It’s embarrassing being a blogger when something you have written in the past comes back and bites you on the arse! Late last year I wrote a post about the use of smartphones and mobile/cloud computing which in hindsight was penned in a negative way largely because at that time I was using a series of Nokia phones – the N95 and then then 5800 – which were running the Symbian operating system.

Since then I have come to the conclusion that Symbian is dead in the water and needed to be put out of mine if not its own misery. Two weeks ago I decided to bite the bullet and bought a HTC Android phone and I have to admit to being totally blown away by it, not just because of the cute interface and slick action but because of the freedom it allows me in cloud computing and social media.

From the moment I slipped in the SIM card and turned the phone on it seamlessly linked me to my webside activities. Over the last 14 days or so I have gradually added a stack of apps which has given rise to the only downside that I can find so far.

Why do I have to download everything slowly over a non 3g connection from Android Market when I could download an apk file within seconds and install it via the PC sync? OK, I can understand that Google wants to monetise the programs but a lot of the free stuff should be more easily available.

Rant over, it linked to my Gmail and Gcal services immediately and as I set up my social media accounts it started to slurp down the latest tweets before I had a chance to realise it was doing so.

So what have I installed and why?

First to go on was Pocket Informant. Years ago when I was running PDAs on Windows Mobile – I even ran a blog called PDA Pro – Pocket Informant was the mutt’s nuts, the dog’s bollocks, the bee’s knees – just the best PIM there was around and I was so happy when I was able to get it onto my Android phone. Alex Kac has to be one of the best and most conscientious developers around and I cannot wait for PI to come out of beta so I can give him my money.

Dropbox has long been one of my staple PC tools – well, between fluctuating between that and Sugarsync – and now I have access to a stack of vital information wherever I am and at whatever time.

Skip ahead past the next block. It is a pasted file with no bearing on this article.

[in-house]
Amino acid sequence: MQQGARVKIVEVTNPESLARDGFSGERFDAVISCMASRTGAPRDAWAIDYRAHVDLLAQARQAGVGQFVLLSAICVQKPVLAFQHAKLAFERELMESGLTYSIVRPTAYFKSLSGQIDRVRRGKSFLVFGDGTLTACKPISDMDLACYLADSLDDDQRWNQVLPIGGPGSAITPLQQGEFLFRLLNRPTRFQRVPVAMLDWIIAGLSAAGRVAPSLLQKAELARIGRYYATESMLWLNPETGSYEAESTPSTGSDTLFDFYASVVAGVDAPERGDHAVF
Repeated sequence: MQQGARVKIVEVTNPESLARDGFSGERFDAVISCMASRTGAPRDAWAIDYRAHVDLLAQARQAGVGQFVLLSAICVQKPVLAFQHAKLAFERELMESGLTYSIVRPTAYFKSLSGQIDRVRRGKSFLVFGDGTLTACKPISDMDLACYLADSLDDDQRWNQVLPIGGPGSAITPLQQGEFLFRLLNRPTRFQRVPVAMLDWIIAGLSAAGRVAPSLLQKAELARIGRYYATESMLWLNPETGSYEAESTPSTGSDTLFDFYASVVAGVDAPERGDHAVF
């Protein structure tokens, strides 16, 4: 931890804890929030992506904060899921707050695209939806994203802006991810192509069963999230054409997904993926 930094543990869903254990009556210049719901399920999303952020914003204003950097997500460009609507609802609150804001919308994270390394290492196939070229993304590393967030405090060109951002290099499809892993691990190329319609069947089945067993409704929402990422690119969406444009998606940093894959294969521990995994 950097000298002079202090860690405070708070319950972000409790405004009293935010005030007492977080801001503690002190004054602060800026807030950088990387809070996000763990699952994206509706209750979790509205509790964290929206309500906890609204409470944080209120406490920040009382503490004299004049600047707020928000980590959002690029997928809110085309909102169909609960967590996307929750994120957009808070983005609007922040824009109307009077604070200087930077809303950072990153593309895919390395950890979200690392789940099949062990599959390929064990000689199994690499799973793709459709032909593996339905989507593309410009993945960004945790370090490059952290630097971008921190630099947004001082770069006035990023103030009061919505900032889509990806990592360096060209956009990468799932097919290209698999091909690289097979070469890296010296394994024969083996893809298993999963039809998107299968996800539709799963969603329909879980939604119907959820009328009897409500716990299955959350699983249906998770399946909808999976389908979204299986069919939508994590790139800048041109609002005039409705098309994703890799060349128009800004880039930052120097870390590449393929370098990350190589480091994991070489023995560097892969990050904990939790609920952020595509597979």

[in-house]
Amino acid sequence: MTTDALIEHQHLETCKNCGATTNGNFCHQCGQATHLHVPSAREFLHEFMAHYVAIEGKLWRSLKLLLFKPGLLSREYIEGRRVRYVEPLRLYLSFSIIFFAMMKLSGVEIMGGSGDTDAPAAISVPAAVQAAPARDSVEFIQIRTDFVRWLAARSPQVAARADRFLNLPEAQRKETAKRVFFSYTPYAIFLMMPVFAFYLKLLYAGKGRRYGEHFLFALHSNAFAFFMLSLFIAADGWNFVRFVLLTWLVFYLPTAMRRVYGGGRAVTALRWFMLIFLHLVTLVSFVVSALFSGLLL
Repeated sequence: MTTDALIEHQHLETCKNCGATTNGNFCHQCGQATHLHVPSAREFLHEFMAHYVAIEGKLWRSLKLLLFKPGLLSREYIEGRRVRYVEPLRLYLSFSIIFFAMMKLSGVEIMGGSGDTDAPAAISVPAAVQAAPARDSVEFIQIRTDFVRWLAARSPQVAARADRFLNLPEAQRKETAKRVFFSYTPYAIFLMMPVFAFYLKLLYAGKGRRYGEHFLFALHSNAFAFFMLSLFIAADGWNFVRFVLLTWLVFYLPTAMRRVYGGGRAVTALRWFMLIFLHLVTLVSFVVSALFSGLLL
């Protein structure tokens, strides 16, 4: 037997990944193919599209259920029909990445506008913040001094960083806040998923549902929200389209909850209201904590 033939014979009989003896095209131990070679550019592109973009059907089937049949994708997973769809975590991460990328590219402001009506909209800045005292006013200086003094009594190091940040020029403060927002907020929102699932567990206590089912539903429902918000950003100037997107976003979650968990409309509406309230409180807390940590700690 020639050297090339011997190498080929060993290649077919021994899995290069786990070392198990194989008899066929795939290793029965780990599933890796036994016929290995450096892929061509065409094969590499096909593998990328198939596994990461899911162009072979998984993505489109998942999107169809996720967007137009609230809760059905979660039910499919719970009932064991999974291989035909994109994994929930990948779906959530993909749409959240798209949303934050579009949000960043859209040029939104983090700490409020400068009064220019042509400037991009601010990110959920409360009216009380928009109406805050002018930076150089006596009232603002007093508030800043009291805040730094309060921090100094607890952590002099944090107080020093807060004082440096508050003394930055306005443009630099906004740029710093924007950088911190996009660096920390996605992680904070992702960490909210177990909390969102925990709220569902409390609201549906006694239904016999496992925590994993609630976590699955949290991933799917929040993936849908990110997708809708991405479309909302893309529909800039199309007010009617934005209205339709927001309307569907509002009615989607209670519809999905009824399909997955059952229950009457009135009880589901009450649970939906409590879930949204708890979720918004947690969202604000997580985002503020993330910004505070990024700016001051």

Similarly, I am increasingly using Evernote to clip information I find on the web and the ability to plug into my database and access all that increasing data makes life so much easier. Since I have had the Android I find I am clipping more and more with Evernote because I know I can access it when on the road.

One of the great programs for Symbian was Gravity which worked fabulously for Twitter. Sadly there isn’t an Android version. Although I use HootSuite on my desktop I found that I preferred the Tweetdeck mobile app. No doubt I will revisit mobile HootSuite over time because it’s what sad geeks do!

I am still in the early stages of discovering Foursquare but in case I have a Road To Damascus moment it is there on the phone in case I need it. Hell, it will even tell everyone where on the Road to Damascus I am!

Opera Mini saved my mobile experience when I was on Symbian and it was a no brainer to make this one of the first apps to install on my HTC. Great page rendering and fast, just what you need. I loaded Skyfire and had a play with it but my first five or so outings were not too impressive so that has been removed.

I am not a huge Facebook fan but when I am away from home it keeps me up to date with what friends and colleagues are up to so it has found its way on to the install list.

I have long been a supporter of SBSH mobile software and its SafeWallet package keeps reams of vital data safe. Amit Regev and his team are on a par with Alex Kac in the development stakes and I sacrificed a goat and two chickens to assorted heathen deities when I discovered SafeWallet was available on Android (that was a joke by the way.)

My wife says I’d forget my balls if they weren’t in a bag and I do not always remember to take my iPod with me so when I bought the HTC I bought a 16gb memory card and stashed a stack of albums on it. Rather than use the built-in MP3 player I opted for Winamp beta for Android. Although I use Media Monkey for my desktop MP3 needs, Winamp works well on the mobile.

Another “note” program I have started to use now I am an Android owner is Springpad which enables me to make a stack of notes on the desktop program and then sync over a connection and tall the information is there regardless of whether or not I am online.

I guess all of the above can be called “essentials” but the one truly geeky program I have installed is Shazam. If you don’t know a piece of music playing on the radio – fire up Shazam which listens to the track and searches a database and then comes back with the artist, song title, album and label details.